Map of the Salish Sea

Map of the Salish Sea & Surrounding Basin, Stefan Freelan, WWU, 2009

About the Series

The waters of Puget Sound, Georgia Strait and the Strait of Juan de Fuca define the natural boundaries of the maritime Pacific Northwest. Known collectively as the Salish Sea, it also defines the people who’ve lived in this place from centuries past to the present.

I’ve lived with the Salish Sea for nearly 24 years now. I’ve fished in it, kayaked on it, sailed on it, raised my kids on it. I’ve had close encounters with eagles and otters and herons and killer whales. I’ve paddled myself into a few dangerous situations and lived to tell the tale; and I’ve attended the funeral of a friend who didn’t. This amazing body of water – with all its many moods and seasons – has gotten deeply into my blood.

In this series, I travel all across the Salish Sea, from Olympia to Neah Bay to Campbell River and a lot of places in between, talking with people who have deep connections here: scientists, fishermen, artists, tribal members, waterfront property owners, aquaculturists and a lot more. They tell me their stories, they take me to their special spots, they share what this place has taught them. And we talk about the ways in which we help — and harm — these waters.

I’d love to hear from you about what you think about the series, and any suggestions about people I should meet and places I should go. Just drop me a line at


4 Comments to “”

  1. Hi Liam … Looking forward to following your journey, and listening to your new radio program! We hope you’ll stop into Bowser (right on the Salish Sea) as part of your travels around the coast. We have some wonderful things that we can share with you … local fish hatcheries, salmon enhancement initiatives, replanting bull kelp and sea grass projects, and more. We’d love to meet you and chat about The Salish Sea. Just let us know when and we’ll even arrange accommodation for you.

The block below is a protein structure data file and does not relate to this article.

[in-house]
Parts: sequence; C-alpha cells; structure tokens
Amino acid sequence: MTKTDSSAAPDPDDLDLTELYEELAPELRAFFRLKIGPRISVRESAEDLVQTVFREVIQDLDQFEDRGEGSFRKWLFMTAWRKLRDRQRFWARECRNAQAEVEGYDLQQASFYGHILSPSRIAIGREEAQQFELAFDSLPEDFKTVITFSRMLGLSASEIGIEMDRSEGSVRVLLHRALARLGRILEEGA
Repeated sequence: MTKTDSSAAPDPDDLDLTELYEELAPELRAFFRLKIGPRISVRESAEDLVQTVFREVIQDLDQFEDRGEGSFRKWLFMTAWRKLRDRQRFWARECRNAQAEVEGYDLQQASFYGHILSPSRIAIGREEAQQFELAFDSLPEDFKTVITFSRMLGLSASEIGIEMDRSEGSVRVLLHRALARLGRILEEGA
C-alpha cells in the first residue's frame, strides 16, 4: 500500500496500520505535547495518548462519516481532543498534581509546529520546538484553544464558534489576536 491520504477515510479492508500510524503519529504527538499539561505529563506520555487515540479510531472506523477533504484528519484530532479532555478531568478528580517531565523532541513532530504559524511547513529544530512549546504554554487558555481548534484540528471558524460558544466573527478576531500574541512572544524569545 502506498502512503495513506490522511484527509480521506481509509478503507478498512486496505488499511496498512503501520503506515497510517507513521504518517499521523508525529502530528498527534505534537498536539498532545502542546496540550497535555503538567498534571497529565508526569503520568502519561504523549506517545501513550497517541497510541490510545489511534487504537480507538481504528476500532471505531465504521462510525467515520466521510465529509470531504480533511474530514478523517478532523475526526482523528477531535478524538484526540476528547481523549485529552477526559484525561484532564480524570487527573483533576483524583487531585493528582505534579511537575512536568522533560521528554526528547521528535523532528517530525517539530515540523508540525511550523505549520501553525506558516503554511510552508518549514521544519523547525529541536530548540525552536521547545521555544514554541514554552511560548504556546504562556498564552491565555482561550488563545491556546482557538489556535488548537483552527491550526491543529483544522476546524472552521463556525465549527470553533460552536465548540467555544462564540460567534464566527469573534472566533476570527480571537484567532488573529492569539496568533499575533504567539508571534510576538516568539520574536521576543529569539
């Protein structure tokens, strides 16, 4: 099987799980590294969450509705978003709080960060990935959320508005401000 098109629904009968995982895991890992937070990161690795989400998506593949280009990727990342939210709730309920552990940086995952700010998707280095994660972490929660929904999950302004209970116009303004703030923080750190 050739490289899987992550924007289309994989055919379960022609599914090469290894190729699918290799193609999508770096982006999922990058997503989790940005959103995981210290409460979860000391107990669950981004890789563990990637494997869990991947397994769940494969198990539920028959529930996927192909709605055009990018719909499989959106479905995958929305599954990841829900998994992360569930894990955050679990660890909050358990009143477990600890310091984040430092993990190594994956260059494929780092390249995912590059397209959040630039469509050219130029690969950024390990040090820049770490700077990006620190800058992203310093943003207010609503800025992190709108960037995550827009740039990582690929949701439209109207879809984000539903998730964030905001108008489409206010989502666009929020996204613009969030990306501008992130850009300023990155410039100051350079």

Best of luck on your journey…we wish you calm seas, friendly smiles and incredible adventure.

    Linda Tenney, co-Publisher, The Beacon Magazine

  2. What a terrific idea for a series! I heard the first interview with Bert Webber this morning, then looked online to find the beautiful map of the Salish Sea. I hadn’t heard the term before, but it is really perfect. I look forward to hearing all the Salish Sea stories.

  3. I look forward to my Wednesday morning commutte, knowing that I will get to hear your interviews and articles on our beloved Salish Sea.
    Keep up the good work Liam.

  4. Thank you, Liam, for a wonderful interview with Rachel Benbrook about kayaking and searching out spartina! You both did a fantastic job telling the story of this invasive plant that threatens habitat. Thanks for telling the story of the Salish Sea. We must all take care of this estuary for generations to come and your interviews make that connection.

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